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Monday, April 28, 2014

Our Concept of Beauty: Survival of the Fittest (A Question)

“We are attracted to that which is beautiful, and that can lead to unfair treatment.”

“In a study conducted with premature babies, it was found that neonatal nurses responded more positively to cuter babies and gave them better care. As a result, cuter babies gained weight more quickly and were discharged sooner than the less attractive babies.”

“People assume that physical attractiveness is highly correlated with other desirable traits. The results of many studies indicate that beauty constitutes a powerful stereotype called “what is beautiful is good.”

“A study in 1999 by Perlini, Bertolissi, and Lind, showed photographs of attractive and unattractive younger and older women to first-year university students and to senior citizens. The researchers found that participants attributed more positive qualities to attractive women – regardless of their age. Senior men attributed more positive qualities to attractive young women than to attractive older women.”

“Physical attractiveness has the largest effect on both men’s and women’s attributions when they are making judgments about social competence. The beautiful are thought to be more sociable, extroverted, and popular than the less attractive. They are also seen as more sexual, happier, and more assertive. Highly attractive people do develop good social interaction skills and report having more satisfying interactions with others than do the less attractive.”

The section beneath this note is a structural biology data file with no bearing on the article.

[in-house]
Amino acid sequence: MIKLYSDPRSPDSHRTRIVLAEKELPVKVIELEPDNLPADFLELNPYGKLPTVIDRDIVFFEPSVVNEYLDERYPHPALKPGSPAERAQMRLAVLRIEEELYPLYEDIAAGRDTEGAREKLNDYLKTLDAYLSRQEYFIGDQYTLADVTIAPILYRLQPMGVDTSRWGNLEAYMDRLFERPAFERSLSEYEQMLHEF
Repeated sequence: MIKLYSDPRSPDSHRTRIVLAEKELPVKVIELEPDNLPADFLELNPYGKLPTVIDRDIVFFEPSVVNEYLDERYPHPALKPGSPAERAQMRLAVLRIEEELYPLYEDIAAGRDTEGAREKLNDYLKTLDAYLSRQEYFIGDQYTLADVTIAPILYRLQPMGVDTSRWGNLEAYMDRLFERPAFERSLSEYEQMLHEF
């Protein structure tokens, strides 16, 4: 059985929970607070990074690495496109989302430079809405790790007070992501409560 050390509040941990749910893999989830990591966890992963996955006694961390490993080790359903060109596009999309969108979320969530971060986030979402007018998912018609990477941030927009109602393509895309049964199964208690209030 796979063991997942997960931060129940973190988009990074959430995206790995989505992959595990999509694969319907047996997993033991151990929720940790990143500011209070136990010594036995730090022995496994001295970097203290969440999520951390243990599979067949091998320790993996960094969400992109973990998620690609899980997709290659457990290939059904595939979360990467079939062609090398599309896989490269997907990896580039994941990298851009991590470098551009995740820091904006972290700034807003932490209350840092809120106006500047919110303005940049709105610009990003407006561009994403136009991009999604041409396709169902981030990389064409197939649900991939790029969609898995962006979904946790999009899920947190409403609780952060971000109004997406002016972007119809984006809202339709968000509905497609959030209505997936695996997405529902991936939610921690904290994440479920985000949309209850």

Short version: 19th Century Women

Category: History Other

Author: Victor

Words: 1318 | Pages: 6

Date: December 14, 2009

The term being stoned took a whole different meaning in the 19th century. Not only were terms different but the attitudes were as well. Data that was formulated by some of the leading experts was all believed to be true. One of the more interesting topics was women's beauty.

Women have different definitions for what was or wasn't beautiful. But, during the 19th century, there wasn't a lot of data to choose from. There were only a few sources and it seemed as if people felt that their knowledge was all true.

Beauty is not an easy thing to describe. First of all, beauty is an idea. There is no specific example of one thing that is the exact definition of beautiful. Beauty is something that holds traits to which the beholder is fond of. Beauty is something that the person finds to be pleasant to the eye. The most important concept about beauty is that beauty is in the eye of the beholder. There are over 6 billion people on this planet. Each person is unique therefore the term beautiful is going to have many different meanings. There is no set definition. For instance, the Mona Lisa painting is considered to be a great work of art to some and to others it is simply a picture of an average looking women. The idea of beauty or what is beautiful is always changing. This paper will discuss the 19th century's version of beauty and compare and contrast it to contemporary society's view.